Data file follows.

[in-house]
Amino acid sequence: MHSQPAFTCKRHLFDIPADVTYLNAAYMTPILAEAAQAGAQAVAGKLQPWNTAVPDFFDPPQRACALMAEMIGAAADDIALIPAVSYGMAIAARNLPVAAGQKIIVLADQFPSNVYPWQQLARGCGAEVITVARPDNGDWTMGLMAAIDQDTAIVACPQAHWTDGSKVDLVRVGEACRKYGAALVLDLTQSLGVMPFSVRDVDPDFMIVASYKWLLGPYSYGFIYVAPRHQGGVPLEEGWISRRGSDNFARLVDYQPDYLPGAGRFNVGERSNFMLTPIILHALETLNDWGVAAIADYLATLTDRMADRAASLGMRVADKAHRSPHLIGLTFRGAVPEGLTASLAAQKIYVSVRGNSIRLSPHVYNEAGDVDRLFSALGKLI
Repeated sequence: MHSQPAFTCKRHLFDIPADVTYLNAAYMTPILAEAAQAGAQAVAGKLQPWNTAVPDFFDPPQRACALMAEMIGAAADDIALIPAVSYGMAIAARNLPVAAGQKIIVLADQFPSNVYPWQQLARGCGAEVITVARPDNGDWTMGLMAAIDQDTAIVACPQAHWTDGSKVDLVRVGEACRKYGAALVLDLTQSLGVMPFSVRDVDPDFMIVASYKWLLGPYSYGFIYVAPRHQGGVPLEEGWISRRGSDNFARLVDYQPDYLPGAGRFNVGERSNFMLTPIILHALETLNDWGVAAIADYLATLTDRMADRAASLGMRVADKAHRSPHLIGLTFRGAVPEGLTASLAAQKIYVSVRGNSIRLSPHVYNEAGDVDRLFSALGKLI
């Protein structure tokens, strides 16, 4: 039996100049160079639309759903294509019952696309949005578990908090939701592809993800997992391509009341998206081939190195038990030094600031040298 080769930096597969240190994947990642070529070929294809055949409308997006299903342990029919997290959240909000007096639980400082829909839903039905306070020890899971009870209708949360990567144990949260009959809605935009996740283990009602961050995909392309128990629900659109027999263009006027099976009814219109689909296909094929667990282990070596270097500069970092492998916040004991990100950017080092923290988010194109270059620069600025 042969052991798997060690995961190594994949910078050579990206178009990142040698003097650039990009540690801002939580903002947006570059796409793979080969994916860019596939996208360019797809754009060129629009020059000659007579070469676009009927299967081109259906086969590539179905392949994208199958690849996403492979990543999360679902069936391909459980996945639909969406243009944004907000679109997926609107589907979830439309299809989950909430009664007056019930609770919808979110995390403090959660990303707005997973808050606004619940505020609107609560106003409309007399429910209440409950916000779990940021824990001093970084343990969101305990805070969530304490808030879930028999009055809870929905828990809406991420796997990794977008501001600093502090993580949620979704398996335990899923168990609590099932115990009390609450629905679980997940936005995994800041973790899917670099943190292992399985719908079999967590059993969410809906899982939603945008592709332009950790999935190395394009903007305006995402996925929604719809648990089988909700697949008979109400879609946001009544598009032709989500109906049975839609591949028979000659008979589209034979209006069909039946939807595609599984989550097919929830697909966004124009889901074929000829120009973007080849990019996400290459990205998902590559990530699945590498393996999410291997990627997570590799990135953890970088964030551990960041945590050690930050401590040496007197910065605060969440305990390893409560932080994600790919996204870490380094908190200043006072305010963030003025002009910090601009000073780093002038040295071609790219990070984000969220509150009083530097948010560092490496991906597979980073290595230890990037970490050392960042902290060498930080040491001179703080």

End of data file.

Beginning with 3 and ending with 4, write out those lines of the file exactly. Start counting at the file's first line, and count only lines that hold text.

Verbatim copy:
Repeated sequence: MHSQPAFTCKRHLFDIPADVTYLNAAYMTPILAEAAQAGAQAVAGKLQPWNTAVPDFFDPPQRACALMAEMIGAAADDIALIPAVSYGMAIAARNLPVAAGQKIIVLADQFPSNVYPWQQLARGCGAEVITVARPDNGDWTMGLMAAIDQDTAIVACPQAHWTDGSKVDLVRVGEACRKYGAALVLDLTQSLGVMPFSVRDVDPDFMIVASYKWLLGPYSYGFIYVAPRHQGGVPLEEGWISRRGSDNFARLVDYQPDYLPGAGRFNVGERSNFMLTPIILHALETLNDWGVAAIADYLATLTDRMADRAASLGMRVADKAHRSPHLIGLTFRGAVPEGLTASLAAQKIYVSVRGNSIRLSPHVYNEAGDVDRLFSALGKLI
């Protein structure tokens, strides 16, 4: 039996100049160079639309759903294509019952696309949005578990908090939701592809993800997992391509009341998206081939190195038990030094600031040298 080769930096597969240190994947990642070529070929294809055949409308997006299903342990029919997290959240909000007096639980400082829909839903039905306070020890899971009870209708949360990567144990949260009959809605935009996740283990009602961050995909392309128990629900659109027999263009006027099976009814219109689909296909094929667990282990070596270097500069970092492998916040004991990100950017080092923290988010194109270059620069600025 042969052991798997060690995961190594994949910078050579990206178009990142040698003097650039990009540690801002939580903002947006570059796409793979080969994916860019596939996208360019797809754009060129629009020059000659007579070469676009009927299967081109259906086969590539179905392949994208199958690849996403492979990543999360679902069936391909459980996945639909969406243009944004907000679109997926609107589907979830439309299809989950909430009664007056019930609770919808979110995390403090959660990303707005997973808050606004619940505020609107609560106003409309007399429910209440409950916000779990940021824990001093970084343990969101305990805070969530304490808030879930028999009055809870929905828990809406991420796997990794977008501001600093502090993580949620979704398996335990899923168990609590099932115990009390609450629905679980997940936005995994800041973790899917670099943190292992399985719908079999967590059993969410809906899982939603945008592709332009950790999935190395394009903007305006995402996925929604719809648990089988909700697949008979109400879609946001009544598009032709989500109906049975839609591949028979000659008979589209034979209006069909039946939807595609599984989550097919929830697909966004124009889901074929000829120009973007080849990019996400290459990205998902590559990530699945590498393996999410291997990627997570590799990135953890970088964030551990960041945590050690930050401590040496007197910065605060969440305990390893409560932080994600790919996204870490380094908190200043006072305010963030003025002009910090601009000073780093002038040295071609790219990070984000969220509150009083530097948010560092490496991906597979980073290595230890990037970490050392960042902290060498930080040491001179703080």